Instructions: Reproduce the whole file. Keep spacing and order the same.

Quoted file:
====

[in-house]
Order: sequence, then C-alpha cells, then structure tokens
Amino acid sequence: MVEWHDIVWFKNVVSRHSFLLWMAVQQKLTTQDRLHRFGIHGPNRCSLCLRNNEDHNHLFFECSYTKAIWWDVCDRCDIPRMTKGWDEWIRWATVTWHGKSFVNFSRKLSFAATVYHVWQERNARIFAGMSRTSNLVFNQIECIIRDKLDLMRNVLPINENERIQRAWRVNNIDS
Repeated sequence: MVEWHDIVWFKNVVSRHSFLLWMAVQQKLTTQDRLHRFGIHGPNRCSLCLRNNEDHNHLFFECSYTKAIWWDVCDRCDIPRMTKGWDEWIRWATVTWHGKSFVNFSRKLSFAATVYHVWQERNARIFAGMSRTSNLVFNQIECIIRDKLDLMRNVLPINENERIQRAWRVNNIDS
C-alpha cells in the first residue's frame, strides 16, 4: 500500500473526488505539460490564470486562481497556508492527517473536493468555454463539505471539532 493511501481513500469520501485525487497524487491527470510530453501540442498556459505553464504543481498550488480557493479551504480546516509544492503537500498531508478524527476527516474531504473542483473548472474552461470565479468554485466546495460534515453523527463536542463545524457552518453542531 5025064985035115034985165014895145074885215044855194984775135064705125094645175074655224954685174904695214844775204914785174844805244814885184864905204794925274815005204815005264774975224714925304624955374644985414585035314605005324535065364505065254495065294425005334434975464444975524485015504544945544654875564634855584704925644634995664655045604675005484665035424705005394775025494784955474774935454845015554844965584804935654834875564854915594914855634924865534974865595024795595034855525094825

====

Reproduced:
[in-house]
Order: sequence, then C-alpha cells, then structure tokens
Amino acid sequence: MVEWHDIVWFKNVVSRHSFLLWMAVQQKLTTQDRLHRFGIHGPNRCSLCLRNNEDHNHLFFECSYTKAIWWDVCDRCDIPRMTKGWDEWIRWATVTWHGKSFVNFSRKLSFAATVYHVWQERNARIFAGMSRTSNLVFNQIECIIRDKLDLMRNVLPINENERIQRAWRVNNIDS
Repeated sequence: MVEWHDIVWFKNVVSRHSFLLWMAVQQKLTTQDRLHRFGIHGPNRCSLCLRNNEDHNHLFFECSYTKAIWWDVCDRCDIPRMTKGWDEWIRWATVTWHGKSFVNFSRKLSFAATVYHVWQERNARIFAGMSRTSNLVFNQIECIIRDKLDLMRNVLPINENERIQRAWRVNNIDS
C-alpha cells in the first residue's frame, strides 16, 4: 500500500473526488505539460490564470486562481497556508492527517473536493468555454463539505471539532 493511501481513500469520501485525487497524487491527470510530453501540442498556459505553464504543481498550488480557493479551504480546516509544492503537500498531508478524527476527516474531504473542483473548472474552461470565479468554485466546495460534515453523527463536542463545524457552518453542531 5025064985035115034985165014895145074885215044855194984775135064705125094645175074655224954685174904695214844775204914785174844805244814885184864905204794925274815005204815005264774975224714925304624955374644985414585035314605005324535065364505065254495065294425005334434975464444975524485015504544945544654875564634855584704925644634995664655045604675005484665035424705005394775025494784955474774935454845015554844965584804935654834875564854915594914855634924865534974865595024795595034855525094825